Peripatetic Partners Mieczyslaw and Ewa Bak

In a wedding between a young girl and the boy next door, compatibility is often assumed, thanks to shared perspectives and backgrounds. The Baks were elementary school classmates in Szczecin, Poland, and married at age 19. But while their union was one marked by ease and predictability, their marriage became an unforeseeable journey, laced with hardships and, ultimately, triumphs.

“We didn’t have any expectations for what marriage would be like,” says Ewa. “We had a lot of fun together and we were very young. We lust learned as we went through it.” Mieczyslaw was a merchant sailor who occasionally took Ewa and their daughter, Patryce, with him on trips. In 1980, while Poland was embroiled in political turmoil, they were on such a voyage when their families told them not to return because of safety concerns. Stranded in Spain, the Baks struggled to survive for two years.

“To leave our house and country with one suitcase and one child, it was very tough” says Ewa. “Mieczyslaw would help me when I was discouraged, when I thought we couldn’t make it, and I would do the same for him.” Returning to Poland was not an option as Mieczyslaw was considered a traitor and would have been imprisoned. A few years later, the family was given an opportunity to go to California, where again, they started from scratch.

But by the time Patryce was 13, the couple had bought their own house in a middle-class neighborhood. Now Ewa does automotive research, and Mieczyslaw is a shipyard superintendent in Oakland.

“When we were poor, we had tougher times–and more arguments,” says Ewa. “But it made us stronger. And we’ve never had silence between us. When there is a problem we talk about it right away.”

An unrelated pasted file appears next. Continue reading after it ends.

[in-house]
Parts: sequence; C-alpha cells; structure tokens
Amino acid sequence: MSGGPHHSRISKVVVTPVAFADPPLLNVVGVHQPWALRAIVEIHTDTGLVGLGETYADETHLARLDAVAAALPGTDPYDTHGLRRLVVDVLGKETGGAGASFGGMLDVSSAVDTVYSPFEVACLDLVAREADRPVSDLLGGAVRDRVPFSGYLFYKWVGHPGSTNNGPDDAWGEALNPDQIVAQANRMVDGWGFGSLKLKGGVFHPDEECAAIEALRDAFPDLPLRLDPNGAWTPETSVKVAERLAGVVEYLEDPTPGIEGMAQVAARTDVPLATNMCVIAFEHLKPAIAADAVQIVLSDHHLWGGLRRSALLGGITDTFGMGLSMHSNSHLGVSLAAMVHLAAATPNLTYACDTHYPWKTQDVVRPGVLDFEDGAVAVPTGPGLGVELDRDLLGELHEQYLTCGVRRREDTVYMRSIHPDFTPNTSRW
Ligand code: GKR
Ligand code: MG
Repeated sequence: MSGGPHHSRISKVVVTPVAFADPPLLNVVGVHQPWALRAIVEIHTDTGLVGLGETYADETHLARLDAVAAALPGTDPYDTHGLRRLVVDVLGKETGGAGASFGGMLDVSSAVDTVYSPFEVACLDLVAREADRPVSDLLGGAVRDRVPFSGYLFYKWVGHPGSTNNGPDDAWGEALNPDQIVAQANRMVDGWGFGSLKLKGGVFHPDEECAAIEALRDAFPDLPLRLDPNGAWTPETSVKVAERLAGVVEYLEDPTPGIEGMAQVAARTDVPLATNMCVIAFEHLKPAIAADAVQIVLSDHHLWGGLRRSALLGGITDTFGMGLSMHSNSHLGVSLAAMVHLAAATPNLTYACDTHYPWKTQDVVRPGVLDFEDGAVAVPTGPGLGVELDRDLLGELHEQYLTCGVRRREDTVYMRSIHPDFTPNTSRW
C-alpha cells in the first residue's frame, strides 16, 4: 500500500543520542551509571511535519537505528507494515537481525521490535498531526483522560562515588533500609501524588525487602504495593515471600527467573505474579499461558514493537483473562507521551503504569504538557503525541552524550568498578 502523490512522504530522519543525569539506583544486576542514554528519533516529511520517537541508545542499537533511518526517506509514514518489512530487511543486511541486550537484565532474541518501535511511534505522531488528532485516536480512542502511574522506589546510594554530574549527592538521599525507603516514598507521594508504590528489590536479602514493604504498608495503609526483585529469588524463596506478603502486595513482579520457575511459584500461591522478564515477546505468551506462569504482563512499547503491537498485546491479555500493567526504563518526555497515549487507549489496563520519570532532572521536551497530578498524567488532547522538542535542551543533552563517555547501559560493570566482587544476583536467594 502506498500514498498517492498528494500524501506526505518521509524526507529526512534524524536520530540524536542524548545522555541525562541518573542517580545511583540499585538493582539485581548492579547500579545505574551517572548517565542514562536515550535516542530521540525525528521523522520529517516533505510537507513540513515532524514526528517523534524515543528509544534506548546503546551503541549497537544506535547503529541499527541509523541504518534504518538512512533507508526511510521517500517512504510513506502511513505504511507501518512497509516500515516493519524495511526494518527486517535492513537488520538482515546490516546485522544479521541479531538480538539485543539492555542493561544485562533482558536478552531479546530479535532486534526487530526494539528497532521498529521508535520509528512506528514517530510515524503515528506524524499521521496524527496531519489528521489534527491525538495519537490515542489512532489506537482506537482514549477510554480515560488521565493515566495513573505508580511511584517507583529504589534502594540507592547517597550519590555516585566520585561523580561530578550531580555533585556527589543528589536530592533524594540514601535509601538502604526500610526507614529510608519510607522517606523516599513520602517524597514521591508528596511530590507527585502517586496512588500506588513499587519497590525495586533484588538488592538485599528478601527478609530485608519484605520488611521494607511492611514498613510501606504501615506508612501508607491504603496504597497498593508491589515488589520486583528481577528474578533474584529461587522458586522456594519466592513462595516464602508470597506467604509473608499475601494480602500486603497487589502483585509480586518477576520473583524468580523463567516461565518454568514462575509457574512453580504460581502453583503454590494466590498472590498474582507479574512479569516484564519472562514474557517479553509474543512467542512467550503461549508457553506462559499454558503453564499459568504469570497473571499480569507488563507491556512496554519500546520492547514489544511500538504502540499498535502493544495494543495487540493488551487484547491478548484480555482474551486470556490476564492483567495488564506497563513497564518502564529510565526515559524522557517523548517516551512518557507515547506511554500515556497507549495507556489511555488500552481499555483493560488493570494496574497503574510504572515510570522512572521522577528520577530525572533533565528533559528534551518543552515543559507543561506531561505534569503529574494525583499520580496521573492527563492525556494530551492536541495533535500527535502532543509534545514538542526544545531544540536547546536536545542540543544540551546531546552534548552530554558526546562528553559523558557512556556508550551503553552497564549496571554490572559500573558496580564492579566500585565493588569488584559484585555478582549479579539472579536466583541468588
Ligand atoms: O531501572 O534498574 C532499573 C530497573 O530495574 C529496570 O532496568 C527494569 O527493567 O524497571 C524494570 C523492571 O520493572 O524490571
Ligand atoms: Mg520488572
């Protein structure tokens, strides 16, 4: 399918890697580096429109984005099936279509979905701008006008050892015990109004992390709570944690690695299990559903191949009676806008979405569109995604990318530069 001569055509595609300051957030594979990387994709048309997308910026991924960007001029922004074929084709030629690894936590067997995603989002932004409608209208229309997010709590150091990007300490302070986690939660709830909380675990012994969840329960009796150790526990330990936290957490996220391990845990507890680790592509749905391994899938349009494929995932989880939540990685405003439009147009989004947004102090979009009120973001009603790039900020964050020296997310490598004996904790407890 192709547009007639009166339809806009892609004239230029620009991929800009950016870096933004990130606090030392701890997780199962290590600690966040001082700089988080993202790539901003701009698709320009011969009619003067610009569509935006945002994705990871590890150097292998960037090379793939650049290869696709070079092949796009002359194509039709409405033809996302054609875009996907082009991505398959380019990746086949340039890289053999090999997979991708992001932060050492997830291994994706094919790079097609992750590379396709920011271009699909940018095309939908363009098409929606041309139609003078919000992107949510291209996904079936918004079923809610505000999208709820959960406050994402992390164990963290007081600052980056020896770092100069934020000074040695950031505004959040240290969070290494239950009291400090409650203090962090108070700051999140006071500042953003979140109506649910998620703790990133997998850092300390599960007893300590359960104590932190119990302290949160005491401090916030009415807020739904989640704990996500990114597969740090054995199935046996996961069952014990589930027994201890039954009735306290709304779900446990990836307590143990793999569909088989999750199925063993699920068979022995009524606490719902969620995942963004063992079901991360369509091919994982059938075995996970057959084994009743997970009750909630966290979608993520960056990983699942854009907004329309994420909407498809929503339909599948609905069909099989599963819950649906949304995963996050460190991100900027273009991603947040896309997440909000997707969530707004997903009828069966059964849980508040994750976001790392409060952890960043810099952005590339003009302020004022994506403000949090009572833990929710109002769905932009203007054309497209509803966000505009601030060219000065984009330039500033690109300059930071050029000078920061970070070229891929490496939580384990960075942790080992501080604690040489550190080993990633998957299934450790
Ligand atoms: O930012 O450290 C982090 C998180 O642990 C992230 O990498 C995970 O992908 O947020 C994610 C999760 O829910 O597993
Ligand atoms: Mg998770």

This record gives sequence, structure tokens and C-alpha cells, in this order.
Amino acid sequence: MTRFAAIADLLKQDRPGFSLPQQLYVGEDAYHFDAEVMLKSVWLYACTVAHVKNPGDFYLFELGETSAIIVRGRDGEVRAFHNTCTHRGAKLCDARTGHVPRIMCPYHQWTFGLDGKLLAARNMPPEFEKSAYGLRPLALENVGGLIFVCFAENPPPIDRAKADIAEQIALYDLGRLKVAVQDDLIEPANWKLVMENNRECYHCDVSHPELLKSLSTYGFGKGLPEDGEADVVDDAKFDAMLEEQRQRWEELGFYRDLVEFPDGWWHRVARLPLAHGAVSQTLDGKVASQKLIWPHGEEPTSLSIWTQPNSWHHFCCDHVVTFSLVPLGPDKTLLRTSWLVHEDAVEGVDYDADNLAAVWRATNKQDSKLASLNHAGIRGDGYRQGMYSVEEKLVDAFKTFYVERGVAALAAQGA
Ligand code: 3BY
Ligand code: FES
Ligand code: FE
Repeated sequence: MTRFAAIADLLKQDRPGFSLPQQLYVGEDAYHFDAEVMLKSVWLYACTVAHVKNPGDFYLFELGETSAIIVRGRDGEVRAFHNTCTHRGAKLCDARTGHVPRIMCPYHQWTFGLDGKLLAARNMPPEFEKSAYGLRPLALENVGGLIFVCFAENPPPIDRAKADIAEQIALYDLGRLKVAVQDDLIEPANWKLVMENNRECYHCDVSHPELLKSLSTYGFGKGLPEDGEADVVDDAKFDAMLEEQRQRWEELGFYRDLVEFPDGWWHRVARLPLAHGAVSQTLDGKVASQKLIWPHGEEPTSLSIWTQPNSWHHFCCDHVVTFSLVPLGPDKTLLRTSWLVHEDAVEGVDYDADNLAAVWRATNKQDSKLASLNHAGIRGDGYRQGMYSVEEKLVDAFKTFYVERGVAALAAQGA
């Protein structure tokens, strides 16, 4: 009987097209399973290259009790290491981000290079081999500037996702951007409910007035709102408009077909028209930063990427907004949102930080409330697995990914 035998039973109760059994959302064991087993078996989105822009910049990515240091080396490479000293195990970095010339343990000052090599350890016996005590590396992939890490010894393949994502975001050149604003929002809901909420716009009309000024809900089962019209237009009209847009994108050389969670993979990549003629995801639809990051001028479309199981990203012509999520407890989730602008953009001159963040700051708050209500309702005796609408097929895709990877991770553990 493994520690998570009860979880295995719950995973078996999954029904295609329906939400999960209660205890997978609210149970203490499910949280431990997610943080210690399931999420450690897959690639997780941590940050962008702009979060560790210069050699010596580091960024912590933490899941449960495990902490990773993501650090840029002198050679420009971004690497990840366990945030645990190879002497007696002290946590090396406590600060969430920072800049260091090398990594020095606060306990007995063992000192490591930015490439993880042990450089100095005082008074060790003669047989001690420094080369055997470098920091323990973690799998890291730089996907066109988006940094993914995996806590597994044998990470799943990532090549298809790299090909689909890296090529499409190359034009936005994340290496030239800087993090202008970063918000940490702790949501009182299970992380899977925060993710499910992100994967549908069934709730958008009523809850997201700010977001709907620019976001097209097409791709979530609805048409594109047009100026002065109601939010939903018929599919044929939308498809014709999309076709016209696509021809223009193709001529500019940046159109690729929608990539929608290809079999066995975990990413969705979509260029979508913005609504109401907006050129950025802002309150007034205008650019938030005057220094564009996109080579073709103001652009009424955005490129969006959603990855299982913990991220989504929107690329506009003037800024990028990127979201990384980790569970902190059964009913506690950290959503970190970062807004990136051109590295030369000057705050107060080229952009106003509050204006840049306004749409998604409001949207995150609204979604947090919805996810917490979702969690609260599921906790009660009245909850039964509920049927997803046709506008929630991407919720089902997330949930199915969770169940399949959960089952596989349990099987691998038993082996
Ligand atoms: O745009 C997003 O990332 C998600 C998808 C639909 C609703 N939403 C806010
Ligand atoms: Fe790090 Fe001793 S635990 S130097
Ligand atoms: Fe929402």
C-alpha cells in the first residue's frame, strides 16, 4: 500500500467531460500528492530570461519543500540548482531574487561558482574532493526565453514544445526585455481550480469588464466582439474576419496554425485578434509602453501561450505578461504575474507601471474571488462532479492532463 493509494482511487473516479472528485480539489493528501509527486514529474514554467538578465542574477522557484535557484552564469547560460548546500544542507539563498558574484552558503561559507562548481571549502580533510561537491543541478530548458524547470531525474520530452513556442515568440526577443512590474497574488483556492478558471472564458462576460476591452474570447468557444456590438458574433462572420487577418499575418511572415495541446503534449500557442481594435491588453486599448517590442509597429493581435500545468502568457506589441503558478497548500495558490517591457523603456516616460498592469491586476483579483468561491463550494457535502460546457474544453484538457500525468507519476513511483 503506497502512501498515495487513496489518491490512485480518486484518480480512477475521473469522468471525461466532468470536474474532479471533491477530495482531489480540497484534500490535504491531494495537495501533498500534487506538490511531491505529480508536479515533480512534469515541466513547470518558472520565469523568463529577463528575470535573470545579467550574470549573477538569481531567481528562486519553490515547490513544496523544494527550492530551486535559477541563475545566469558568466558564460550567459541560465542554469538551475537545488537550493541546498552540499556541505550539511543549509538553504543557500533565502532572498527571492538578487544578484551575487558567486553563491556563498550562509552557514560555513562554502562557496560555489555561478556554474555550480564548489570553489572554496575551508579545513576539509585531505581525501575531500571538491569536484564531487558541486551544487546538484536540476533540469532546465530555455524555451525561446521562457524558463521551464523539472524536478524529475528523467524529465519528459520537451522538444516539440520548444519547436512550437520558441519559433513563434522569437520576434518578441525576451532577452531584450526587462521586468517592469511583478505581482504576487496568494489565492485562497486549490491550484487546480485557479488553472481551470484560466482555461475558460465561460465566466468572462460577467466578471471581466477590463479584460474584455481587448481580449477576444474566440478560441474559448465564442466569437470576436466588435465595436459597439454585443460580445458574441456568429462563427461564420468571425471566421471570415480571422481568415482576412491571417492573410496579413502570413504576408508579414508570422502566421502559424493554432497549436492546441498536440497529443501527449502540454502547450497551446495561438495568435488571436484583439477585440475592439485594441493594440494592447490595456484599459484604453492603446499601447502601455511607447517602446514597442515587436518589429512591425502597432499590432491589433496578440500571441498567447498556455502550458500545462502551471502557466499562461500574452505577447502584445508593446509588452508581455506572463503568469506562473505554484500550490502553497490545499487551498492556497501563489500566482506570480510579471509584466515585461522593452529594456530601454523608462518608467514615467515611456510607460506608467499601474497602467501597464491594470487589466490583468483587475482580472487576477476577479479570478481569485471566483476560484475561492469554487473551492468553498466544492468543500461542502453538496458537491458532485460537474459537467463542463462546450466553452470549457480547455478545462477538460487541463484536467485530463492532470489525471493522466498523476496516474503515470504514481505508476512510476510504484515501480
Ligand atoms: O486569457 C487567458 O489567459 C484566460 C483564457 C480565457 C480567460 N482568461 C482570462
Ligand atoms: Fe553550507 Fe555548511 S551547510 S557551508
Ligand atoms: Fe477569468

A Well-Tempered Match Rick Marin and Ilene Rosenzweig

When he met Ilene, Rick was busy seducing impressionable young women with a sob story about his failed first marriage–and subsequently kicking them out of his apartment after sex, antics he eventually chronicled in a memoir, Cad: Confessions of a Toxic Bachelor. Like all good romantic comedies, his ends with a wedding (last year), and this year the cad becomes a dad.

In 1996 Rick and Ilene, who were “just friends” were part of a group renting a summer beach house together, where their relationship simmered. “I had some designs,” says Rick, “but even if she wasn’t romantically inclined toward me, it was still worth it to spend time together.”

Disinclined she was. Rick was the “anticad” to Ilene, making her laugh and agreeing with her “radical centrist” politics and movie interpretations, but not fitting her ideal. “He was too sane and reliable.” says Ilene, a writer and designer who now has a line of home furnishings, called Swell, at Target.

“She’s always been a novelty seeker, and I’ve always been a creature of habit,” Rick concedes. His dogged pursuit was fueled by the realization that while Ilene was his opposite, she was also his equal. By the fall of 1996, he convinced her that she could be happy with someone who wasn’t likely to hurt her. “I had a bad-boy complex,” she admits.

Although Rick, 42, heads up the logistics of home life–tending to the bills and the laundry–Ilene, 39, is in charge of spontaneity–exotic vacation planning. Still. they’ve rubbed off on each other. Says Ilene, “He went cliff-diving on our honeymoon, and I keep my taxi receipts now.”

Photographs by Patryce Bak

COPYRIGHT 2004 Sussex Publishers, Inc.

COPYRIGHT 2004 Gale Group